Liquid measures

I’m lying on my back in Finsbury Park. There were some people here a minute ago, but they’re gone now. I can’t remember what they wanted.

The sun’ll be up soon. A plane edges between the clouds. I want to flag it down, but my arms and legs feel heavy.

“I’ll get you the money,” I say, finally. “I love you.”


I took a tumble down an escalator once. It was Warren Street Station and, I have to say, a fucking long way down. I clattered into eight or nine steps during my descent, swearing as I hit each one.

Being drunk saved me, the doctor said. A sober man, instinctively stiffening or sticking out a hand to steady himself, might have broken every bone in his body. All I damaged was my dignity.

I take my seat at the bar.

“Guinness please, Ray.”

I came in here on the day I moved in. Fed up of unpacking boxes, I snuck out for a lager. Ray told me my drink was on the house. With those words, he imprinted himself – and the pub  – on my heart for life.

On match days, this place is full of football fans. Every other day, the clientele is made up entirely of dogs and alcoholics.

Ray pops my glass, two-thirds full, on the bar to settle.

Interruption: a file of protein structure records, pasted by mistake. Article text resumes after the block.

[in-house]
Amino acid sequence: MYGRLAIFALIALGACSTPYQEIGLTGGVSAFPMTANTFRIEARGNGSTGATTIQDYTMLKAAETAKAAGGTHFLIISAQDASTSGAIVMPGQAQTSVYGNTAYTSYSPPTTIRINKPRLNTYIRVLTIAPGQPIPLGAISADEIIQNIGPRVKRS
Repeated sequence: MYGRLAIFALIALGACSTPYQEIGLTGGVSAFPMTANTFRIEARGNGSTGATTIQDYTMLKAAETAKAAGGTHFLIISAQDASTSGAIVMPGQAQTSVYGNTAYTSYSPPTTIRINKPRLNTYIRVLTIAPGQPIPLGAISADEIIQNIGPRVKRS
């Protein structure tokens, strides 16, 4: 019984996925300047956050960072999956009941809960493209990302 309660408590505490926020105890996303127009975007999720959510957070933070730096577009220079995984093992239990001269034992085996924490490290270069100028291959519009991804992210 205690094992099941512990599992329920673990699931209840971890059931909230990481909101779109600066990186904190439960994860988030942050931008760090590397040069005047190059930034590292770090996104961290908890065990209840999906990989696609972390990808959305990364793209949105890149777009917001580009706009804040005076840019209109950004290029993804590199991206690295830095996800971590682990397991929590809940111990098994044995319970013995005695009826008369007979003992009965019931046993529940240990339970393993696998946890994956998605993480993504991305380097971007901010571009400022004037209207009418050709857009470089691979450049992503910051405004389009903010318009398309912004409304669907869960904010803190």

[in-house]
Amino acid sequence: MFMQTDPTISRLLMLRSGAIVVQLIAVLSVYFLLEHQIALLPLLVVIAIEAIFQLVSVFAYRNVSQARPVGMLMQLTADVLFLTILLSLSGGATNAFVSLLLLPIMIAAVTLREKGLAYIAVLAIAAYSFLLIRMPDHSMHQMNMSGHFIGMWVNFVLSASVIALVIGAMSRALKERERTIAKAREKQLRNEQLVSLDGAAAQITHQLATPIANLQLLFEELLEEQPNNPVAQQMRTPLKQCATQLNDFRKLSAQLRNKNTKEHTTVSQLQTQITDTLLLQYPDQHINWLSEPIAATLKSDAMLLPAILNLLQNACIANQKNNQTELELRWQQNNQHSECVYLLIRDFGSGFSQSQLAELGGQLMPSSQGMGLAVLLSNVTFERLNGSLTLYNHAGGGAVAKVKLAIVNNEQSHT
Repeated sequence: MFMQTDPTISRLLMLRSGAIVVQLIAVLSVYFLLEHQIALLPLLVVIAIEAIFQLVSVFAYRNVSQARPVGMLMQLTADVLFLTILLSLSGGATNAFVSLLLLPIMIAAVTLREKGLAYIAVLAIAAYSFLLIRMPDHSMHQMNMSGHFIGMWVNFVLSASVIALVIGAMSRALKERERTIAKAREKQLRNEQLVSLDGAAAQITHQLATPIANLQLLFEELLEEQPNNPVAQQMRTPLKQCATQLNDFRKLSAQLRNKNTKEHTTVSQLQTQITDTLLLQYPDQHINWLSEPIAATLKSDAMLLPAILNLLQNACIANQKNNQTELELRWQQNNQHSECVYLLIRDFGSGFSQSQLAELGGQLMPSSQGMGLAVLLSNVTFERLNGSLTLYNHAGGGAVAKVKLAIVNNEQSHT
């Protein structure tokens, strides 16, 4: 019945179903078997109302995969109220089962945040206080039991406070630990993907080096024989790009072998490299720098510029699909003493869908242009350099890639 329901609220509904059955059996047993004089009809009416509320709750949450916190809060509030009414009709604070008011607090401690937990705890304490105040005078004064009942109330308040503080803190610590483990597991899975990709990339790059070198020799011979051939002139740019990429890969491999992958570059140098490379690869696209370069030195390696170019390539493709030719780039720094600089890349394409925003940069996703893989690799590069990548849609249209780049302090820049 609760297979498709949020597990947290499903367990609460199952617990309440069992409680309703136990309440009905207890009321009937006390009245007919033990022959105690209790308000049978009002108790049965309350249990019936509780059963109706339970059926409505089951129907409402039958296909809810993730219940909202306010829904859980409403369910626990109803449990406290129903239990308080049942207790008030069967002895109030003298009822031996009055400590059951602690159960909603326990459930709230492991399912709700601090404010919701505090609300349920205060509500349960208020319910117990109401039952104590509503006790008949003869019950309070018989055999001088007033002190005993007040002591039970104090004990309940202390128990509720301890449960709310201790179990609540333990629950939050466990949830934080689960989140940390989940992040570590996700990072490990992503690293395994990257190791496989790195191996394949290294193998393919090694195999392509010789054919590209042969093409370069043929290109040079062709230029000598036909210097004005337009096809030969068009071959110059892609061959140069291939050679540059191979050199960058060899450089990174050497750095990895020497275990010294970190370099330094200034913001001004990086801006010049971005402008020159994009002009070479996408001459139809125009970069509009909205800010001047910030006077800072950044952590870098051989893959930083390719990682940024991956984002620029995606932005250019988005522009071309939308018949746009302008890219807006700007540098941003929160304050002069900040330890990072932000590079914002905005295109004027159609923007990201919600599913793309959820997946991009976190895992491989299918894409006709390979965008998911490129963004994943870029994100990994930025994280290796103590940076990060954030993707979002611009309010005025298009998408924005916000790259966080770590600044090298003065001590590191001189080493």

Just the one, then home for a sandwich and a kip.

My phone rings in my pocket. I flick it onto silent.


The rain is tapping out a beat on the car roof. There’s a gentle slush as we plough through puddles. In the back, a little girl is singing.

Penelope Jane Archer. Lady Penelope. Four years young, and already top dog in every sphere of her life. She catches my eye in the mirror, half smiles and looks away. Even at her age, she’s worked out that she has to ration these moments.

We slept at my mum’s last night. I put Penny to bed in the box room, then headed straight out. I woke up on the sofa at five. Penny was up at seven.

I feel sick. I should have had that round of toast.


She’s leaning forward in her car seat, neck craned.

“I’ll be with you in one second, Pen,” I say. “Just let me get off this roundabout.”

I take the exit gingerly.


“Nottingham. Now that was a tumble.”

It’s 1.15pm. I’ve got a few pints on board and I’m warming to my theme.

“What happened in Nottingham?” asks Ray, placing another Guinness on the bar. Next to it, a whisky chaser.

“What happened in Nottingham, Raymond, was the greatest piss-up in recorded history.”

It was Matt James’ stag do. We were in the queue for a club. I’d had enough, so I was trying to sneak back to the hotel. Matty was having none of it. He tried to drag me back into the queue. We wrestled for a bit, then I made a run for it. I got about a hundred yards and then went arse over tit on some cobblestones.

“I’m alright, I’m alright,” I kept saying. I’d bitten through my tongue and my bottom lip. Someone put me in a cab, blood pissing from my face.

Matty had to call Laura the next day.

“Adam’s had a little accident,” he said, “But there’s nothing to worry about.”


The rain’s stopped. Penny and I are walking up the drive, hand in hand. My head is really thumping now. I want to lie face down in the front garden.

Penny’s first in, throwing her coat onto the floor.

“Your coat doesn’t live there, Penny.”